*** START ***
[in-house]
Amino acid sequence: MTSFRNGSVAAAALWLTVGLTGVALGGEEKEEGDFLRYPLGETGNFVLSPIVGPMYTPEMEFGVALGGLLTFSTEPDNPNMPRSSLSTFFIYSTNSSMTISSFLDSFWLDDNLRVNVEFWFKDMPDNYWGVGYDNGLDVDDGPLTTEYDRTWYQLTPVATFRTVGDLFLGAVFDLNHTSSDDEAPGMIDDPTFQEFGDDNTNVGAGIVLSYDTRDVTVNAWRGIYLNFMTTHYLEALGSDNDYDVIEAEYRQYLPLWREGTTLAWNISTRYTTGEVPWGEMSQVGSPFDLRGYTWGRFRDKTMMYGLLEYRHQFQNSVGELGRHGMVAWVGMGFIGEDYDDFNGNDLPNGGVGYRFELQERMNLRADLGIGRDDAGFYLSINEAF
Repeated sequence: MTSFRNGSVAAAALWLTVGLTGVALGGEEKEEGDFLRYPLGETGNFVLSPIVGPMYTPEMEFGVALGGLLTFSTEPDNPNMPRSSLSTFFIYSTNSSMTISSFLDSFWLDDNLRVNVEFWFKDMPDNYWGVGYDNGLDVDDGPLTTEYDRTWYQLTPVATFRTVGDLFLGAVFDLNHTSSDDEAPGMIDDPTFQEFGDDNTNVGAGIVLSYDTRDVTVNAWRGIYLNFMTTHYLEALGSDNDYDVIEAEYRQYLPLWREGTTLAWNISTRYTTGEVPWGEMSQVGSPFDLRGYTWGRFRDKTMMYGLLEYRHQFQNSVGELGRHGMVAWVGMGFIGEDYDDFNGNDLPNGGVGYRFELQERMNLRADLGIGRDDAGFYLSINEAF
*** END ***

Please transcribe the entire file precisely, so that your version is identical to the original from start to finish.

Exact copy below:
[in-house]
Amino acid sequence: MTSFRNGSVAAAALWLTVGLTGVALGGEEKEEGDFLRYPLGETGNFVLSPIVGPMYTPEMEFGVALGGLLTFSTEPDNPNMPRSSLSTFFIYSTNSSMTISSFLDSFWLDDNLRVNVEFWFKDMPDNYWGVGYDNGLDVDDGPLTTEYDRTWYQLTPVATFRTVGDLFLGAVFDLNHTSSDDEAPGMIDDPTFQEFGDDNTNVGAGIVLSYDTRDVTVNAWRGIYLNFMTTHYLEALGSDNDYDVIEAEYRQYLPLWREGTTLAWNISTRYTTGEVPWGEMSQVGSPFDLRGYTWGRFRDKTMMYGLLEYRHQFQNSVGELGRHGMVAWVGMGFIGEDYDDFNGNDLPNGGVGYRFELQERMNLRADLGIGRDDAGFYLSINEAF
Repeated sequence: MTSFRNGSVAAAALWLTVGLTGVALGGEEKEEGDFLRYPLGETGNFVLSPIVGPMYTPEMEFGVALGGLLTFSTEPDNPNMPRSSLSTFFIYSTNSSMTISSFLDSFWLDDNLRVNVEFWFKDMPDNYWGVGYDNGLDVDDGPLTTEYDRTWYQLTPVATFRTVGDLFLGAVFDLNHTSSDDEAPGMIDDPTFQEFGDDNTNVGAGIVLSYDTRDVTVNAWRGIYLNFMTTHYLEALGSDNDYDVIEAEYRQYLPLWREGTTLAWNISTRYTTGEVPWGEMSQVGSPFDLRGYTWGRFRDKTMMYGLLEYRHQFQNSVGELGRHGMVAWVGMGFIGEDYDDFNGNDLPNGGVGYRFELQERMNLRADLGIGRDDAGFYLSINEAF